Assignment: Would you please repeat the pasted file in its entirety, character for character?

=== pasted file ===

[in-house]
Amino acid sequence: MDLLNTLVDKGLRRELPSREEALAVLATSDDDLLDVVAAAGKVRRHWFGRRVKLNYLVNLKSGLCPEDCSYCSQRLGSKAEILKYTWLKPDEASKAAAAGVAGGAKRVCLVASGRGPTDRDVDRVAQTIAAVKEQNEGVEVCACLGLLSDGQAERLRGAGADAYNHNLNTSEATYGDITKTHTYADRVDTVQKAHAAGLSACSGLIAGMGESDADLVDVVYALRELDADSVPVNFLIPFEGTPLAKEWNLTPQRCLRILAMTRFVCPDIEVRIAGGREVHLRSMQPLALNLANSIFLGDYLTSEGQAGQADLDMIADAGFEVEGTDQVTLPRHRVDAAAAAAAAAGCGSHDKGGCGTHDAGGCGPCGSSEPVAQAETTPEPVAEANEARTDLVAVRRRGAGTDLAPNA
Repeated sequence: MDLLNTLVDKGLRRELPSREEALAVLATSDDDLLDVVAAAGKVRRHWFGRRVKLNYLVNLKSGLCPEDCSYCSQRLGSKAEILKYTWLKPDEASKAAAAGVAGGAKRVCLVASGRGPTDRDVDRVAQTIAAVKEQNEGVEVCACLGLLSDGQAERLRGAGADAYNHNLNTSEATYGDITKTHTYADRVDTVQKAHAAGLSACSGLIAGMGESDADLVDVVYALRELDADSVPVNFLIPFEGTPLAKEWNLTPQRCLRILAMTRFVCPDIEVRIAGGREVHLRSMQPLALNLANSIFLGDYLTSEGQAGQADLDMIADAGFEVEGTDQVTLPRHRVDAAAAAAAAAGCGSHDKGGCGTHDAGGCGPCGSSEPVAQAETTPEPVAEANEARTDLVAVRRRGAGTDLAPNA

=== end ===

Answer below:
[in-house]
Amino acid sequence: MDLLNTLVDKGLRRELPSREEALAVLATSDDDLLDVVAAAGKVRRHWFGRRVKLNYLVNLKSGLCPEDCSYCSQRLGSKAEILKYTWLKPDEASKAAAAGVAGGAKRVCLVASGRGPTDRDVDRVAQTIAAVKEQNEGVEVCACLGLLSDGQAERLRGAGADAYNHNLNTSEATYGDITKTHTYADRVDTVQKAHAAGLSACSGLIAGMGESDADLVDVVYALRELDADSVPVNFLIPFEGTPLAKEWNLTPQRCLRILAMTRFVCPDIEVRIAGGREVHLRSMQPLALNLANSIFLGDYLTSEGQAGQADLDMIADAGFEVEGTDQVTLPRHRVDAAAAAAAAAGCGSHDKGGCGTHDAGGCGPCGSSEPVAQAETTPEPVAEANEARTDLVAVRRRGAGTDLAPNA
Repeated sequence: MDLLNTLVDKGLRRELPSREEALAVLATSDDDLLDVVAAAGKVRRHWFGRRVKLNYLVNLKSGLCPEDCSYCSQRLGSKAEILKYTWLKPDEASKAAAAGVAGGAKRVCLVASGRGPTDRDVDRVAQTIAAVKEQNEGVEVCACLGLLSDGQAERLRGAGADAYNHNLNTSEATYGDITKTHTYADRVDTVQKAHAAGLSACSGLIAGMGESDADLVDVVYALRELDADSVPVNFLIPFEGTPLAKEWNLTPQRCLRILAMTRFVCPDIEVRIAGGREVHLRSMQPLALNLANSIFLGDYLTSEGQAGQADLDMIADAGFEVEGTDQVTLPRHRVDAAAAAAAAAGCGSHDKGGCGTHDAGGCGPCGSSEPVAQAETTPEPVAEANEARTDLVAVRRRGAGTDLAPNA